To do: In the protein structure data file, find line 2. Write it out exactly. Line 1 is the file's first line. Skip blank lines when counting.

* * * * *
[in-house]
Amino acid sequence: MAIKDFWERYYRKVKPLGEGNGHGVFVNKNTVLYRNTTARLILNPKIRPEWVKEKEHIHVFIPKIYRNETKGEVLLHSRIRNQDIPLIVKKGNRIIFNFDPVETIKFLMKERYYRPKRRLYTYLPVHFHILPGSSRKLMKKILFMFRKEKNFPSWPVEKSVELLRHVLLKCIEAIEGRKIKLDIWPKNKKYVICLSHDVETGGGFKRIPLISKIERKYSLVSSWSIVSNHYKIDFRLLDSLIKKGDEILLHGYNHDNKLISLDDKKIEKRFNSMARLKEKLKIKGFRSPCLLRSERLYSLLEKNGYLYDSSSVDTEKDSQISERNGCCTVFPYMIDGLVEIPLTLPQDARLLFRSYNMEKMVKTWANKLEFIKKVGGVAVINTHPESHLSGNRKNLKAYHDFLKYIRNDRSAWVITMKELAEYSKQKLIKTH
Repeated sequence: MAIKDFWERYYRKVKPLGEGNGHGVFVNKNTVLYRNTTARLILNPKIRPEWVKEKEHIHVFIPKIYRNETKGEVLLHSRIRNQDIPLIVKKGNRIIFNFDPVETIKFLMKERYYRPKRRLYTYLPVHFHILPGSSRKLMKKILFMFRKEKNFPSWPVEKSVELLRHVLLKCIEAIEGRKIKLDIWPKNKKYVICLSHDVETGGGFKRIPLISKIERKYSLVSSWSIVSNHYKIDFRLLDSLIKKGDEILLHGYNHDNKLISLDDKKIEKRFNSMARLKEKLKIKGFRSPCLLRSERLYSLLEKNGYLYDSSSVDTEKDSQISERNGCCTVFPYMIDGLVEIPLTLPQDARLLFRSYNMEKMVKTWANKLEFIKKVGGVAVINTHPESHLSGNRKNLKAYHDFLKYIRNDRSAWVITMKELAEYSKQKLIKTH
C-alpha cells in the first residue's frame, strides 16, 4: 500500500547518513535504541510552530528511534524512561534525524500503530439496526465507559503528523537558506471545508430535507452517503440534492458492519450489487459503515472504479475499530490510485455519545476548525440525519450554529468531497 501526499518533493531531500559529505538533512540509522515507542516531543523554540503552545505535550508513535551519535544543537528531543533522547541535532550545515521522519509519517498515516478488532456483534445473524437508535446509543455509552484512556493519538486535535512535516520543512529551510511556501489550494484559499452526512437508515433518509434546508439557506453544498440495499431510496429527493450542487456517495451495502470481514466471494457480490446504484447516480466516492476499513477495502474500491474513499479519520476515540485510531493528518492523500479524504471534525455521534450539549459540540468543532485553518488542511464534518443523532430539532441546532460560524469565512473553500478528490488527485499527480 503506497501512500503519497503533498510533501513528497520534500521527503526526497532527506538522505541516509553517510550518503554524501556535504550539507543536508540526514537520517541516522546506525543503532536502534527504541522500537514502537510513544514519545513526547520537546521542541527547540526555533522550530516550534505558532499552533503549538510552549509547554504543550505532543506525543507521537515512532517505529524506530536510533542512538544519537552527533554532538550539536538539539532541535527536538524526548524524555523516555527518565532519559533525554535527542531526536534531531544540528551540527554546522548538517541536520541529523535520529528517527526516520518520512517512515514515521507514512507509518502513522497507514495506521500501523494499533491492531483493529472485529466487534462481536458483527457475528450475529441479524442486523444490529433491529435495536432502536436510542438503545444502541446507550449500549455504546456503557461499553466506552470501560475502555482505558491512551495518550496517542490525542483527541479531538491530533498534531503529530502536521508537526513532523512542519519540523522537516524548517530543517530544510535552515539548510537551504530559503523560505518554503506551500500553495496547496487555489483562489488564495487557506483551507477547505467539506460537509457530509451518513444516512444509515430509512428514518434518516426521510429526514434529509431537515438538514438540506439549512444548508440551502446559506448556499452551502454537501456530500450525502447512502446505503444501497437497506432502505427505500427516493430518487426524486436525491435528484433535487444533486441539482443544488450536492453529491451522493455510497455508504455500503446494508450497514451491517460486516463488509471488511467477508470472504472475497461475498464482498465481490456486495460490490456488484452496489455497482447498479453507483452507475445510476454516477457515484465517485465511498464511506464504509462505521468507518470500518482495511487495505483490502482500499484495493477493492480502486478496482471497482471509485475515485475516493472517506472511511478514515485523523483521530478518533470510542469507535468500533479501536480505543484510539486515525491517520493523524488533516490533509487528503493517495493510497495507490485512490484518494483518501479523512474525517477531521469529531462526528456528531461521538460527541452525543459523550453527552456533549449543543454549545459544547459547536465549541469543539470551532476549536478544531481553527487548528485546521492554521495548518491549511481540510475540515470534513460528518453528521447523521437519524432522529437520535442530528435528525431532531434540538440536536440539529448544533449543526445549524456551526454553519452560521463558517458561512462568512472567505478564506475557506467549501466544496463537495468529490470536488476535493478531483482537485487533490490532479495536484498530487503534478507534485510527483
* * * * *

Amino acid sequence: MAIKDFWERYYRKVKPLGEGNGHGVFVNKNTVLYRNTTARLILNPKIRPEWVKEKEHIHVFIPKIYRNETKGEVLLHSRIRNQDIPLIVKKGNRIIFNFDPVETIKFLMKERYYRPKRRLYTYLPVHFHILPGSSRKLMKKILFMFRKEKNFPSWPVEKSVELLRHVLLKCIEAIEGRKIKLDIWPKNKKYVICLSHDVETGGGFKRIPLISKIERKYSLVSSWSIVSNHYKIDFRLLDSLIKKGDEILLHGYNHDNKLISLDDKKIEKRFNSMARLKEKLKIKGFRSPCLLRSERLYSLLEKNGYLYDSSSVDTEKDSQISERNGCCTVFPYMIDGLVEIPLTLPQDARLLFRSYNMEKMVKTWANKLEFIKKVGGVAVINTHPESHLSGNRKNLKAYHDFLKYIRNDRSAWVITMKELAEYSKQKLIKTH